It is in the nature of a modern economy to push productivity up, whilst keeping salary costs competitively low. This means that, by default, we should expect working life to pressurize us to do more and more for less and less.
It may not be right, but it is the logical effect of the principles of modern economics, in which profit is the dominant measure, and in which human resources are treated as costs.
Modern economies also tend to settle at a balance where a person’s income is barely enough to cover routine costs. This means that the push for productivity is hard to resist, if one is to survive.
How can we defend ourselves?
Firstly, we can show a preparedness to move away from work that is emotionally punishing. The more people vote with their feet, the more the job market will have to take account of the need to make working conditions healthy.
Secondly, we can be creative in how we create space for ourselves at work. Where opportunities arise to take breaks, to relax and recover, and to adapt work to our personal preferences, we should take them.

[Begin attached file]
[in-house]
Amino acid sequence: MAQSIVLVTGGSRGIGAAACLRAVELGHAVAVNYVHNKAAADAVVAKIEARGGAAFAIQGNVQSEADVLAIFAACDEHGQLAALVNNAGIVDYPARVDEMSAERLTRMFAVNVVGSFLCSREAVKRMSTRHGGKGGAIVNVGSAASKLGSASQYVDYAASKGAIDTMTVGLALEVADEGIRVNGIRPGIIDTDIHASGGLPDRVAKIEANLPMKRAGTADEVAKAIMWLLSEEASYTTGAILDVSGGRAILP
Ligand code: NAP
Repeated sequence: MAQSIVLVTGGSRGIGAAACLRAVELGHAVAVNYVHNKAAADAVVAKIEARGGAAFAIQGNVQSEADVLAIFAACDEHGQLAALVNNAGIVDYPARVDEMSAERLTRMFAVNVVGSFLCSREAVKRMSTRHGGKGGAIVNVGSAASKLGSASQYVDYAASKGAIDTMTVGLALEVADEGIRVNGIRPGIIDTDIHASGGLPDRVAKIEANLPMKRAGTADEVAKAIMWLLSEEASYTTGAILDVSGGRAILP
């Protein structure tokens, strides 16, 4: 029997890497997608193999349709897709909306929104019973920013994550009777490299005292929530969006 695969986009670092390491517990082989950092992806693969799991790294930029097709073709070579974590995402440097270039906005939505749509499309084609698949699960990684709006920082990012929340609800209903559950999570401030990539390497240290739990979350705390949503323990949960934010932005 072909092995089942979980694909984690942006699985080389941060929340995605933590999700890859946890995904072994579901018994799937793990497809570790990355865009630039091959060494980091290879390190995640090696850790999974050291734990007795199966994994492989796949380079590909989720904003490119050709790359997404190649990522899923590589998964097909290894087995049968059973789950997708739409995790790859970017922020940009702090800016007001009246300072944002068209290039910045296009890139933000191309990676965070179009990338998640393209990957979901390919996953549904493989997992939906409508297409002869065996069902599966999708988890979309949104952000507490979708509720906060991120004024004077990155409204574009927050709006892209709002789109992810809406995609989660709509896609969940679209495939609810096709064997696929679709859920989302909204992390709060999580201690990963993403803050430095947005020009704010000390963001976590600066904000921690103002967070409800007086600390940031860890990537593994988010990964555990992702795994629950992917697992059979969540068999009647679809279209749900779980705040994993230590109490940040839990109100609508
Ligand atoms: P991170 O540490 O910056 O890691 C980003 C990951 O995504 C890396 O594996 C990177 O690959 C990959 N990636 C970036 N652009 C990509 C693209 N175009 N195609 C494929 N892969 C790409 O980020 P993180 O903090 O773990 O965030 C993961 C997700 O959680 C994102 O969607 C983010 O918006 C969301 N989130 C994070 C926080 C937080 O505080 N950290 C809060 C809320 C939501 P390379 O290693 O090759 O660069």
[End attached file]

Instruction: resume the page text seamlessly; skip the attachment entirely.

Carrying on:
Thirdly, employers can be more skilled at consulting staff, and adapting the workplace to the emotional needs of employees.
At work, am I stuck in a cycle of perpetual productivity demands? Am I constantly being asked to do more and more with less and less?
Have I developed an ability to walk away from work that fails to help me lead a balanced life? Am I prepared to say no to certain demands, and seek alternative work if necessary?
Have I trained myself to take good quality breaks? And have I done what I can to adapt my working environment to what works for me?
If I am in a position to employ others, have I done all I can to find out what environments and practices suit my staff?
In general, am I learning to say no to unhealthy work practices, and yes to healthy ones?
What adjustments could I make today, in order to be able to enjoy my work better?